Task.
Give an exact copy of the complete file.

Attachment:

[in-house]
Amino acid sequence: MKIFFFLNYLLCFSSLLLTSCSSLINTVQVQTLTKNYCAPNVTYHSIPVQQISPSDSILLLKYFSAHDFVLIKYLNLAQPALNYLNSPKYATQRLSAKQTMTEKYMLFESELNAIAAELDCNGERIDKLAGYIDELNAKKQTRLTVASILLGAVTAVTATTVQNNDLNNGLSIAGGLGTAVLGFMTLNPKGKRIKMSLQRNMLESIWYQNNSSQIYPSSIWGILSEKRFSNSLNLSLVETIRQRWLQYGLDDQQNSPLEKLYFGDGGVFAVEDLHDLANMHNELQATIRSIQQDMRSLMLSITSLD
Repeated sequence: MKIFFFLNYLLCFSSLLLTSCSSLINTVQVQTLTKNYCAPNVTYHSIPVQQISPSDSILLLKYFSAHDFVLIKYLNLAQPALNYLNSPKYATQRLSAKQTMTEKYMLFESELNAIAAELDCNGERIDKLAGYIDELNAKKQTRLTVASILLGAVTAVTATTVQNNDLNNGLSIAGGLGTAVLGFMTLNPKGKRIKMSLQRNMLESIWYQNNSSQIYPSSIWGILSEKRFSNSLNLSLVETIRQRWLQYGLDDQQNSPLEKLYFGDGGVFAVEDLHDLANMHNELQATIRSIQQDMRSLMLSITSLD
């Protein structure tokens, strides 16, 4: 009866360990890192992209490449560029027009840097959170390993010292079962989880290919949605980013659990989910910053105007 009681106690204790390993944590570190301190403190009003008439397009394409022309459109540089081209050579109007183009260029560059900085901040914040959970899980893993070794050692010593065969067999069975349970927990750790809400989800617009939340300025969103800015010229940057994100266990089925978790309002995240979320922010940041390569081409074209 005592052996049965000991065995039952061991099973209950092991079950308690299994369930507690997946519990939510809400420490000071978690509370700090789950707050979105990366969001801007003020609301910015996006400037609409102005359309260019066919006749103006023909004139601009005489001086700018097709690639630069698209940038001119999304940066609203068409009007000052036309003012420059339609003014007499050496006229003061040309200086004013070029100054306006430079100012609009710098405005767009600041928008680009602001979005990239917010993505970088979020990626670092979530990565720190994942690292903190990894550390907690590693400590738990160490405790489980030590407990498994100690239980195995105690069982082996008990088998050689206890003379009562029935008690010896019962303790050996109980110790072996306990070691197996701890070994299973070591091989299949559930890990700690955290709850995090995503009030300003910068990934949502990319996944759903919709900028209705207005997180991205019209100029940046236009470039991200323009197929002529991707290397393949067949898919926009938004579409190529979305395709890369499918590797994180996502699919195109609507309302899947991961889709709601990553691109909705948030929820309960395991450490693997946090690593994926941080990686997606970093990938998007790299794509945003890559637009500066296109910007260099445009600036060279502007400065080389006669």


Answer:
[in-house]
Amino acid sequence: MKIFFFLNYLLCFSSLLLTSCSSLINTVQVQTLTKNYCAPNVTYHSIPVQQISPSDSILLLKYFSAHDFVLIKYLNLAQPALNYLNSPKYATQRLSAKQTMTEKYMLFESELNAIAAELDCNGERIDKLAGYIDELNAKKQTRLTVASILLGAVTAVTATTVQNNDLNNGLSIAGGLGTAVLGFMTLNPKGKRIKMSLQRNMLESIWYQNNSSQIYPSSIWGILSEKRFSNSLNLSLVETIRQRWLQYGLDDQQNSPLEKLYFGDGGVFAVEDLHDLANMHNELQATIRSIQQDMRSLMLSITSLD
Repeated sequence: MKIFFFLNYLLCFSSLLLTSCSSLINTVQVQTLTKNYCAPNVTYHSIPVQQISPSDSILLLKYFSAHDFVLIKYLNLAQPALNYLNSPKYATQRLSAKQTMTEKYMLFESELNAIAAELDCNGERIDKLAGYIDELNAKKQTRLTVASILLGAVTAVTATTVQNNDLNNGLSIAGGLGTAVLGFMTLNPKGKRIKMSLQRNMLESIWYQNNSSQIYPSSIWGILSEKRFSNSLNLSLVETIRQRWLQYGLDDQQNSPLEKLYFGDGGVFAVEDLHDLANMHNELQATIRSIQQDMRSLMLSITSLD
């Protein structure tokens, strides 16, 4: 009866360990890192992209490449560029027009840097959170390993010292079962989880290919949605980013659990989910910053105007 009681106690204790390993944590570190301190403190009003008439397009394409022309459109540089081209050579109007183009260029560059900085901040914040959970899980893993070794050692010593065969067999069975349970927990750790809400989800617009939340300025969103800015010229940057994100266990089925978790309002995240979320922010940041390569081409074209 005592052996049965000991065995039952061991099973209950092991079950308690299994369930507690997946519990939510809400420490000071978690509370700090789950707050979105990366969001801007003020609301910015996006400037609409102005359309260019066919006749103006023909004139601009005489001086700018097709690639630069698209940038001119999304940066609203068409009007000052036309003012420059339609003014007499050496006229003061040309200086004013070029100054306006430079100012609009710098405005767009600041928008680009602001979005990239917010993505970088979020990626670092979530990565720190994942690292903190990894550390907690590693400590738990160490405790489980030590407990498994100690239980195995105690069982082996008990088998050689206890003379009562029935008690010896019962303790050996109980110790072996306990070691197996701890070994299973070591091989299949559930890990700690955290709850995090995503009030300003910068990934949502990319996944759903919709900028209705207005997180991205019209100029940046236009470039991200323009197929002529991707290397393949067949898919926009938004579409190529979305395709890369499918590797994180996502699919195109609507309302899947991961889709709601990553691109909705948030929820309960395991450490693997946090690593994926941080990686997606970093990938998007790299794509945003890559637009500066296109910007260099445009600036060279502007400065080389006669």